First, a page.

Dolls representing boys or men are much rarer than dolls representing girls or women. Of the Museum’s collection of about 8,000 dolls, less than 1,000 are male.

Far fewer male dolls have been made than female dolls, and many of the existing male dolls in the collection were originally female. Most doll-makers devised and used a standard doll’s body using basic feminine proportions, with a narrow waist and wide hips, as the boy doll pictured does. Sometimes a recognisably male head was made for a male character or individual, however the masculine identity of these dolls largely depended on hair and clothing. The Museum’s collection also has several examples of female dolls dressed as men, including two that have been re-painted by the manufacturer with luxuriant black whiskers and moustaches. Few dolls had gender-specific anatomy until the fashion for ultra-realistic baby dolls began in the 1960s.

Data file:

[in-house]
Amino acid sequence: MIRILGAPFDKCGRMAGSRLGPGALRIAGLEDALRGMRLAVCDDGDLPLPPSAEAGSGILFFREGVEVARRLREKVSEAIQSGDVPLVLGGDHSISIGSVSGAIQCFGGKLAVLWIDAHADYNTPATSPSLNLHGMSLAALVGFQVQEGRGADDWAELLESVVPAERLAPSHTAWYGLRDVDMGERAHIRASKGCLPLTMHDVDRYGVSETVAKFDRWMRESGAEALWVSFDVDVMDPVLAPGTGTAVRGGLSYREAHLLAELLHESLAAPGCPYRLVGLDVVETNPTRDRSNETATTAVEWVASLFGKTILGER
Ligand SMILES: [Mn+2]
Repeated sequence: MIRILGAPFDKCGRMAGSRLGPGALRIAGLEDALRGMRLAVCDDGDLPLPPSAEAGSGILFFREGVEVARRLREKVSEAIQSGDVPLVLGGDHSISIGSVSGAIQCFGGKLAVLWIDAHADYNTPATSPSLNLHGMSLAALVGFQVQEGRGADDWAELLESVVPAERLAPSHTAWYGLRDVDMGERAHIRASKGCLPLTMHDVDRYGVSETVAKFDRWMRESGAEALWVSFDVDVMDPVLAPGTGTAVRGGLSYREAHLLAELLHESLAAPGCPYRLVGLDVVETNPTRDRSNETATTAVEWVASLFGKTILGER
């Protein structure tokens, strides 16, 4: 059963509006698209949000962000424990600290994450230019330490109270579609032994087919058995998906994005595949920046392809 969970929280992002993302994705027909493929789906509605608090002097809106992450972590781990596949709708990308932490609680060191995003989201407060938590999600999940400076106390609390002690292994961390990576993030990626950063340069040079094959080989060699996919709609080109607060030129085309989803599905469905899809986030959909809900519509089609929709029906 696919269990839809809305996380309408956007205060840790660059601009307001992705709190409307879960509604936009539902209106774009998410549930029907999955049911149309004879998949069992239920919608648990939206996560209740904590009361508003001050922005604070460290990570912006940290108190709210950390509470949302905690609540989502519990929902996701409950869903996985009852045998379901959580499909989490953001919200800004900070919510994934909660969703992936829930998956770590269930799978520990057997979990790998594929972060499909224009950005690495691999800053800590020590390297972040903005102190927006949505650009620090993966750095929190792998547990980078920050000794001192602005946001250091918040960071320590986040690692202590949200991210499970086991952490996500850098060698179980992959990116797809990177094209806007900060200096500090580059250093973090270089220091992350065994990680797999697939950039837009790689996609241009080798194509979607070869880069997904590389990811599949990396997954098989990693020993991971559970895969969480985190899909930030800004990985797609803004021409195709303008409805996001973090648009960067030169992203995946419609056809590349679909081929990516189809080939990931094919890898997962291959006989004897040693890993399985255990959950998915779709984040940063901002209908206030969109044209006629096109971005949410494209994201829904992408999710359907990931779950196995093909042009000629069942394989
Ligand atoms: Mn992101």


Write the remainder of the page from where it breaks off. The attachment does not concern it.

From the 19th century, doll-makers experienced the biggest demand for female dolls. Even in recent years, male dolls such as Barbie and Sindy’s boyfriends Ken and Paul have sold less well than female characters from the same range or maker. The big exception to this is Action Man, launched in the USA as G. I. Joe in 1964 – however these are often described as toy figures as opposed to dolls.